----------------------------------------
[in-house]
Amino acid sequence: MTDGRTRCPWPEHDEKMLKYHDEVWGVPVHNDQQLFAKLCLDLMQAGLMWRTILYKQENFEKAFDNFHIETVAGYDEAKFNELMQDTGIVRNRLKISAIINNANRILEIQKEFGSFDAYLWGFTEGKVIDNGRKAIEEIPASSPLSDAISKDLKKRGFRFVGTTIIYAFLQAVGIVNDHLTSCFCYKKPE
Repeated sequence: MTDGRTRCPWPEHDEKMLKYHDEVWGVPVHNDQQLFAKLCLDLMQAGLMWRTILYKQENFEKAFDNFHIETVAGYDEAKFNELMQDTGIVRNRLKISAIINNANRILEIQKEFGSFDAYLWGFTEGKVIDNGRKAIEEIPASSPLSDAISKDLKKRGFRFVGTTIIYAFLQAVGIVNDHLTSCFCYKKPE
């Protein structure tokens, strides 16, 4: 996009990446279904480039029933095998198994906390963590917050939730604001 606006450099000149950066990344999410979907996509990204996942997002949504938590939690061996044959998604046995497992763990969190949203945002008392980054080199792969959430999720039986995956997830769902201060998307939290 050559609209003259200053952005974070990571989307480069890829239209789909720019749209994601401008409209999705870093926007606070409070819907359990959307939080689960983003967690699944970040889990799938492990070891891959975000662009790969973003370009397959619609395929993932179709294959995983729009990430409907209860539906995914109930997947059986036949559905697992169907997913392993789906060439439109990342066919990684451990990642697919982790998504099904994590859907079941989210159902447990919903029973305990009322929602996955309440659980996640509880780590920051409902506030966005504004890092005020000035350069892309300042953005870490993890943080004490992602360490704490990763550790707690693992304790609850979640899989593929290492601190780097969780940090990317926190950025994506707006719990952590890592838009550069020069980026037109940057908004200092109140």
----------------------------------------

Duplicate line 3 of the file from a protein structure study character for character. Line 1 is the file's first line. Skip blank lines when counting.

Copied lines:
Repeated sequence: MTDGRTRCPWPEHDEKMLKYHDEVWGVPVHNDQQLFAKLCLDLMQAGLMWRTILYKQENFEKAFDNFHIETVAGYDEAKFNELMQDTGIVRNRLKISAIINNANRILEIQKEFGSFDAYLWGFTEGKVIDNGRKAIEEIPASSPLSDAISKDLKKRGFRFVGTTIIYAFLQAVGIVNDHLTSCFCYKKPE